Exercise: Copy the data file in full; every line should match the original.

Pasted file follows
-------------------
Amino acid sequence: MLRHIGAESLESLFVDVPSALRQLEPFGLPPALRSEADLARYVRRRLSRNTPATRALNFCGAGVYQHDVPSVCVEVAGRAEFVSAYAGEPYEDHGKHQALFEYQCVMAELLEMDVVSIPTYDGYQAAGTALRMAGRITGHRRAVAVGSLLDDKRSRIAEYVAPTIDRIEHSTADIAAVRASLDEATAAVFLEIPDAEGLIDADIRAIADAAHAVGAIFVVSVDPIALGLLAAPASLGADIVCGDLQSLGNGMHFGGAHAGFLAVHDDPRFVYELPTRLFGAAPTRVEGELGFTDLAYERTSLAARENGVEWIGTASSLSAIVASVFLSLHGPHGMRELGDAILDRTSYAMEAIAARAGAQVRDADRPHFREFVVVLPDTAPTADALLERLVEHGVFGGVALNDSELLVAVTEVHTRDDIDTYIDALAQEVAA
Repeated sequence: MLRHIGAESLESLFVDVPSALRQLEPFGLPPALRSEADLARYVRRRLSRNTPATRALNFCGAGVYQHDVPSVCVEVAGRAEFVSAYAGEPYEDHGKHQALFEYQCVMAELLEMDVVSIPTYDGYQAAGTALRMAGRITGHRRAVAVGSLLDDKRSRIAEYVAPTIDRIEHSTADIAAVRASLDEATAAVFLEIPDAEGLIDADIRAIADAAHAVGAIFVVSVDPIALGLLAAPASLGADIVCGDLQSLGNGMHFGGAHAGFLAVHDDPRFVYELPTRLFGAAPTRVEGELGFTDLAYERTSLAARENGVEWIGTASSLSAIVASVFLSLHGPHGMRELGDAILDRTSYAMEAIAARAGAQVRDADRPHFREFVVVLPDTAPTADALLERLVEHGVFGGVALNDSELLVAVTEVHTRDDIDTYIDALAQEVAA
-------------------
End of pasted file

Amino acid sequence: MLRHIGAESLESLFVDVPSALRQLEPFGLPPALRSEADLARYVRRRLSRNTPATRALNFCGAGVYQHDVPSVCVEVAGRAEFVSAYAGEPYEDHGKHQALFEYQCVMAELLEMDVVSIPTYDGYQAAGTALRMAGRITGHRRAVAVGSLLDDKRSRIAEYVAPTIDRIEHSTADIAAVRASLDEATAAVFLEIPDAEGLIDADIRAIADAAHAVGAIFVVSVDPIALGLLAAPASLGADIVCGDLQSLGNGMHFGGAHAGFLAVHDDPRFVYELPTRLFGAAPTRVEGELGFTDLAYERTSLAARENGVEWIGTASSLSAIVASVFLSLHGPHGMRELGDAILDRTSYAMEAIAARAGAQVRDADRPHFREFVVVLPDTAPTADALLERLVEHGVFGGVALNDSELLVAVTEVHTRDDIDTYIDALAQEVAA
Repeated sequence: MLRHIGAESLESLFVDVPSALRQLEPFGLPPALRSEADLARYVRRRLSRNTPATRALNFCGAGVYQHDVPSVCVEVAGRAEFVSAYAGEPYEDHGKHQALFEYQCVMAELLEMDVVSIPTYDGYQAAGTALRMAGRITGHRRAVAVGSLLDDKRSRIAEYVAPTIDRIEHSTADIAAVRASLDEATAAVFLEIPDAEGLIDADIRAIADAAHAVGAIFVVSVDPIALGLLAAPASLGADIVCGDLQSLGNGMHFGGAHAGFLAVHDDPRFVYELPTRLFGAAPTRVEGELGFTDLAYERTSLAARENGVEWIGTASSLSAIVASVFLSLHGPHGMRELGDAILDRTSYAMEAIAARAGAQVRDADRPHFREFVVVLPDTAPTADALLERLVEHGVFGGVALNDSELLVAVTEVHTRDDIDTYIDALAQEVAA